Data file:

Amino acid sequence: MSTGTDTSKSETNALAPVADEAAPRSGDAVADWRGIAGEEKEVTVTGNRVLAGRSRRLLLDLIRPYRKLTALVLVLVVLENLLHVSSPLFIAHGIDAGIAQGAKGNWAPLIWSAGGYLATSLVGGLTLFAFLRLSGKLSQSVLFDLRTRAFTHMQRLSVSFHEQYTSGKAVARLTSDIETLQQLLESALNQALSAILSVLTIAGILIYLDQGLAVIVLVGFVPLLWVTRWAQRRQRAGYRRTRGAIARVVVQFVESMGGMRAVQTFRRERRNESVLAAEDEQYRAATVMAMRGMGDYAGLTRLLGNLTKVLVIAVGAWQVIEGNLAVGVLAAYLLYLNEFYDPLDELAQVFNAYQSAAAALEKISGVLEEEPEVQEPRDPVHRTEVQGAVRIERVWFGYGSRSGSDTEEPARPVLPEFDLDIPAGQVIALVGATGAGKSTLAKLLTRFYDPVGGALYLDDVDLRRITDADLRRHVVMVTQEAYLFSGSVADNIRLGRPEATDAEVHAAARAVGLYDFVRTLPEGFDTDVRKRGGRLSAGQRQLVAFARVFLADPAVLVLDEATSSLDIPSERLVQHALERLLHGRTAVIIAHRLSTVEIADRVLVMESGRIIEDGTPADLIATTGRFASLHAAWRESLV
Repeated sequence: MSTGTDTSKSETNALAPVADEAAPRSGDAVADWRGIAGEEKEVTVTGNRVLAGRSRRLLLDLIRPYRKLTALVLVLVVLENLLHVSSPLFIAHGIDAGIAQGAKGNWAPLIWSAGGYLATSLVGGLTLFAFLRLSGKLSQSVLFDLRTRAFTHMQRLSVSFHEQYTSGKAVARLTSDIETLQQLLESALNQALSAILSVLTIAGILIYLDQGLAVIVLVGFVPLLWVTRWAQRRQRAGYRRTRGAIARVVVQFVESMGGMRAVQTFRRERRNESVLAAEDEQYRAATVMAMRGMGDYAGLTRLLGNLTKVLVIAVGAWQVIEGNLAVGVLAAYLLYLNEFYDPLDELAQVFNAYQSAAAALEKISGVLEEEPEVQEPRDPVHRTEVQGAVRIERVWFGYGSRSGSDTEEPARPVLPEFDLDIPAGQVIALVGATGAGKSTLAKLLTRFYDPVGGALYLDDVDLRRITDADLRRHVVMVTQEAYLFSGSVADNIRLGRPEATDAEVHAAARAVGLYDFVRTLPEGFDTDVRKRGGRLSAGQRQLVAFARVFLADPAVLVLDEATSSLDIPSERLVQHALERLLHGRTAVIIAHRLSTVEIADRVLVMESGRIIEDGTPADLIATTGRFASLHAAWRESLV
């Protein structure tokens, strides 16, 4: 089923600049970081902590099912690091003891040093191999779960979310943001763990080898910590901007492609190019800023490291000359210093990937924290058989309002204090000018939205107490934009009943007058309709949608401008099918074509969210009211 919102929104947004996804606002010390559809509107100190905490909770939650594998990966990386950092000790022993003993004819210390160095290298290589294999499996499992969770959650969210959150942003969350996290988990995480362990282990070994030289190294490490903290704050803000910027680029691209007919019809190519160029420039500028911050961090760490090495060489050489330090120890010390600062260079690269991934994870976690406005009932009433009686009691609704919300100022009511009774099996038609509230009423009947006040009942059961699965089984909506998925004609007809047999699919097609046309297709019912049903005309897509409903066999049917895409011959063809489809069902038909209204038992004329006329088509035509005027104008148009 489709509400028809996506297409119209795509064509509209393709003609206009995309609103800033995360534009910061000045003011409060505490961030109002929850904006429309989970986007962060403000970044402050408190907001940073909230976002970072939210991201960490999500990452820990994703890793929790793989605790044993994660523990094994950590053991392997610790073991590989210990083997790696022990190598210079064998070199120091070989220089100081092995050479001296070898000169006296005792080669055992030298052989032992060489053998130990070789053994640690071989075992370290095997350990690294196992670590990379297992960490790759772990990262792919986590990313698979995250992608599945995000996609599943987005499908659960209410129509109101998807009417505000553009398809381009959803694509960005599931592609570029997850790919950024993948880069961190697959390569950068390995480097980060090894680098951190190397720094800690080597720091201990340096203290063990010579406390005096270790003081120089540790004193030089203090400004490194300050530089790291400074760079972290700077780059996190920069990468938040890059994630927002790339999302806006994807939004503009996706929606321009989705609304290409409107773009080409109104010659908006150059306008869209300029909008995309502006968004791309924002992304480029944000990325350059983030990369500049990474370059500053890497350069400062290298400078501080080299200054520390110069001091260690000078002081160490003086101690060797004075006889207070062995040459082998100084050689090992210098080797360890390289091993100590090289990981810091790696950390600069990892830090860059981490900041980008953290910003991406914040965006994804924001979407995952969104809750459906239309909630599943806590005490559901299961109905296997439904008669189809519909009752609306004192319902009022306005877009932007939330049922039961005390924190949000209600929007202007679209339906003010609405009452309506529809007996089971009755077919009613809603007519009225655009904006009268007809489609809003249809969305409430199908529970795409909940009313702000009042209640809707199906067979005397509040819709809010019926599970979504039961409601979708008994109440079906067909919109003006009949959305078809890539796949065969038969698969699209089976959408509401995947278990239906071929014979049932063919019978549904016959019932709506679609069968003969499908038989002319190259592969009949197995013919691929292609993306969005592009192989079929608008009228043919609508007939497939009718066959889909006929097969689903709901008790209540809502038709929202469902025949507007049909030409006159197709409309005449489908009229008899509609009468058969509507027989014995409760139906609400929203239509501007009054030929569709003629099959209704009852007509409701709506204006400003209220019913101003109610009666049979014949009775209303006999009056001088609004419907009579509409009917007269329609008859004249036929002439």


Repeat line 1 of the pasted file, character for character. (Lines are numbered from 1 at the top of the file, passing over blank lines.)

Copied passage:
Amino acid sequence: MSTGTDTSKSETNALAPVADEAAPRSGDAVADWRGIAGEEKEVTVTGNRVLAGRSRRLLLDLIRPYRKLTALVLVLVVLENLLHVSSPLFIAHGIDAGIAQGAKGNWAPLIWSAGGYLATSLVGGLTLFAFLRLSGKLSQSVLFDLRTRAFTHMQRLSVSFHEQYTSGKAVARLTSDIETLQQLLESALNQALSAILSVLTIAGILIYLDQGLAVIVLVGFVPLLWVTRWAQRRQRAGYRRTRGAIARVVVQFVESMGGMRAVQTFRRERRNESVLAAEDEQYRAATVMAMRGMGDYAGLTRLLGNLTKVLVIAVGAWQVIEGNLAVGVLAAYLLYLNEFYDPLDELAQVFNAYQSAAAALEKISGVLEEEPEVQEPRDPVHRTEVQGAVRIERVWFGYGSRSGSDTEEPARPVLPEFDLDIPAGQVIALVGATGAGKSTLAKLLTRFYDPVGGALYLDDVDLRRITDADLRRHVVMVTQEAYLFSGSVADNIRLGRPEATDAEVHAAARAVGLYDFVRTLPEGFDTDVRKRGGRLSAGQRQLVAFARVFLADPAVLVLDEATSSLDIPSERLVQHALERLLHGRTAVIIAHRLSTVEIADRVLVMESGRIIEDGTPADLIATTGRFASLHAAWRESLV